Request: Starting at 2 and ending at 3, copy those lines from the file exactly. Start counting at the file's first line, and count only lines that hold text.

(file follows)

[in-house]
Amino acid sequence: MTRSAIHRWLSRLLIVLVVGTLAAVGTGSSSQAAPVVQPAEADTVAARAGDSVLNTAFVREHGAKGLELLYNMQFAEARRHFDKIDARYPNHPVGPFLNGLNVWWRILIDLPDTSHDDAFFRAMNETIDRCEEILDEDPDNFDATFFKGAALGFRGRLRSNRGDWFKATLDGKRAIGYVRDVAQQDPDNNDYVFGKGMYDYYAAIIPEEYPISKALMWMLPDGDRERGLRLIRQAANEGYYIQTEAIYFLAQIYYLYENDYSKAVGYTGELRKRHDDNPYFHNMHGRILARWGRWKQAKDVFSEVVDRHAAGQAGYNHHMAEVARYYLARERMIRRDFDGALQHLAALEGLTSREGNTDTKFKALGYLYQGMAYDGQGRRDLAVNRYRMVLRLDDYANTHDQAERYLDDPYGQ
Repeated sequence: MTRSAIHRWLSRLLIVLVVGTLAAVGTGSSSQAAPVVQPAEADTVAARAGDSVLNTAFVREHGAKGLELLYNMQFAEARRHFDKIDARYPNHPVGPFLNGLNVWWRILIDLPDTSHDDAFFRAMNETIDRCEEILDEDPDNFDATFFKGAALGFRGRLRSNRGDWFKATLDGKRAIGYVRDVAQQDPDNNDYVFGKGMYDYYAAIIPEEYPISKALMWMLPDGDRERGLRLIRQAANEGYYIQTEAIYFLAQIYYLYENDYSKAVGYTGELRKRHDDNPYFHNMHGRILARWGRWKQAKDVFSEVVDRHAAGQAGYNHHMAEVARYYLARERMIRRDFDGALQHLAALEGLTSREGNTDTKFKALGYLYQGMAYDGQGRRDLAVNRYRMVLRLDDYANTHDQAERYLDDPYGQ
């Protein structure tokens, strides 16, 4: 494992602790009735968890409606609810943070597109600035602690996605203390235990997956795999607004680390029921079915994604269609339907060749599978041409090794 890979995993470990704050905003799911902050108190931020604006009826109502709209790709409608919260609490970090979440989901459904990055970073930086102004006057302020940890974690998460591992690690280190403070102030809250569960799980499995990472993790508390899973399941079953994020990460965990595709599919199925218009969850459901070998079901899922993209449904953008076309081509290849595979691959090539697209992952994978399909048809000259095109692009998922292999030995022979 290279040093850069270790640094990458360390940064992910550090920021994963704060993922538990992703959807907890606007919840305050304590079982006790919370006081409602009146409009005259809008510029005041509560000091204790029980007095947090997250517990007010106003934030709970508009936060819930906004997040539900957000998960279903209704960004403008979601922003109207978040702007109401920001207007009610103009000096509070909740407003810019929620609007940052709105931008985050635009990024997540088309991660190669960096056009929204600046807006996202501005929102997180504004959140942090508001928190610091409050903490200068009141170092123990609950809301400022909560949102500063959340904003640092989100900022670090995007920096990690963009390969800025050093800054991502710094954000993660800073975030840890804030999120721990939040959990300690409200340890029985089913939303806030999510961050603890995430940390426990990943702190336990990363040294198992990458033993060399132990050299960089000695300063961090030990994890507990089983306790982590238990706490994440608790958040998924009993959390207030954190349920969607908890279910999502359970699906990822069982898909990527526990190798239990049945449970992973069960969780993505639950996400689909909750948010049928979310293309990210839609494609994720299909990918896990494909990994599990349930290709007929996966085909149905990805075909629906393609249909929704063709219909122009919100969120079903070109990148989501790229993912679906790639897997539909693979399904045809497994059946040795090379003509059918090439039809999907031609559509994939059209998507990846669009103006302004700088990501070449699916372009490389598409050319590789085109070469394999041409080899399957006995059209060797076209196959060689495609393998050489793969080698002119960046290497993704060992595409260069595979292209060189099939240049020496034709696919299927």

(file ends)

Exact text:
Amino acid sequence: MTRSAIHRWLSRLLIVLVVGTLAAVGTGSSSQAAPVVQPAEADTVAARAGDSVLNTAFVREHGAKGLELLYNMQFAEARRHFDKIDARYPNHPVGPFLNGLNVWWRILIDLPDTSHDDAFFRAMNETIDRCEEILDEDPDNFDATFFKGAALGFRGRLRSNRGDWFKATLDGKRAIGYVRDVAQQDPDNNDYVFGKGMYDYYAAIIPEEYPISKALMWMLPDGDRERGLRLIRQAANEGYYIQTEAIYFLAQIYYLYENDYSKAVGYTGELRKRHDDNPYFHNMHGRILARWGRWKQAKDVFSEVVDRHAAGQAGYNHHMAEVARYYLARERMIRRDFDGALQHLAALEGLTSREGNTDTKFKALGYLYQGMAYDGQGRRDLAVNRYRMVLRLDDYANTHDQAERYLDDPYGQ
Repeated sequence: MTRSAIHRWLSRLLIVLVVGTLAAVGTGSSSQAAPVVQPAEADTVAARAGDSVLNTAFVREHGAKGLELLYNMQFAEARRHFDKIDARYPNHPVGPFLNGLNVWWRILIDLPDTSHDDAFFRAMNETIDRCEEILDEDPDNFDATFFKGAALGFRGRLRSNRGDWFKATLDGKRAIGYVRDVAQQDPDNNDYVFGKGMYDYYAAIIPEEYPISKALMWMLPDGDRERGLRLIRQAANEGYYIQTEAIYFLAQIYYLYENDYSKAVGYTGELRKRHDDNPYFHNMHGRILARWGRWKQAKDVFSEVVDRHAAGQAGYNHHMAEVARYYLARERMIRRDFDGALQHLAALEGLTSREGNTDTKFKALGYLYQGMAYDGQGRRDLAVNRYRMVLRLDDYANTHDQAERYLDDPYGQ